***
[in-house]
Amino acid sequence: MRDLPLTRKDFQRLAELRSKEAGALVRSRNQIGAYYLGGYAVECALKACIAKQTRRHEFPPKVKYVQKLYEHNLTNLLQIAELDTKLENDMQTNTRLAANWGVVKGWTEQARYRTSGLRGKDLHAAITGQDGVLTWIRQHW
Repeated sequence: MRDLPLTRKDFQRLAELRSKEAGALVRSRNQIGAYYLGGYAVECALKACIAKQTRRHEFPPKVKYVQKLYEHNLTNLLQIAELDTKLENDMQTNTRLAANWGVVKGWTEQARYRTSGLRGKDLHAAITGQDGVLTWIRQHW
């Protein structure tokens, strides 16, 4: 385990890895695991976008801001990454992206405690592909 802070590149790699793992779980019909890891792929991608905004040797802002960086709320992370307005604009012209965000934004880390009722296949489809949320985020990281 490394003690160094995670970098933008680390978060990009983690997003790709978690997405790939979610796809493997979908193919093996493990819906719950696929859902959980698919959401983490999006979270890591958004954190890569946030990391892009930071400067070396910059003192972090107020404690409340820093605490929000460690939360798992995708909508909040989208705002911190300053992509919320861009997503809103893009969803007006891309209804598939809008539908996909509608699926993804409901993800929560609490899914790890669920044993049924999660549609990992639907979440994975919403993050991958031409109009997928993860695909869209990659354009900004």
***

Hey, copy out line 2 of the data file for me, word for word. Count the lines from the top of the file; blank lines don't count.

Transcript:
Amino acid sequence: MRDLPLTRKDFQRLAELRSKEAGALVRSRNQIGAYYLGGYAVECALKACIAKQTRRHEFPPKVKYVQKLYEHNLTNLLQIAELDTKLENDMQTNTRLAANWGVVKGWTEQARYRTSGLRGKDLHAAITGQDGVLTWIRQHW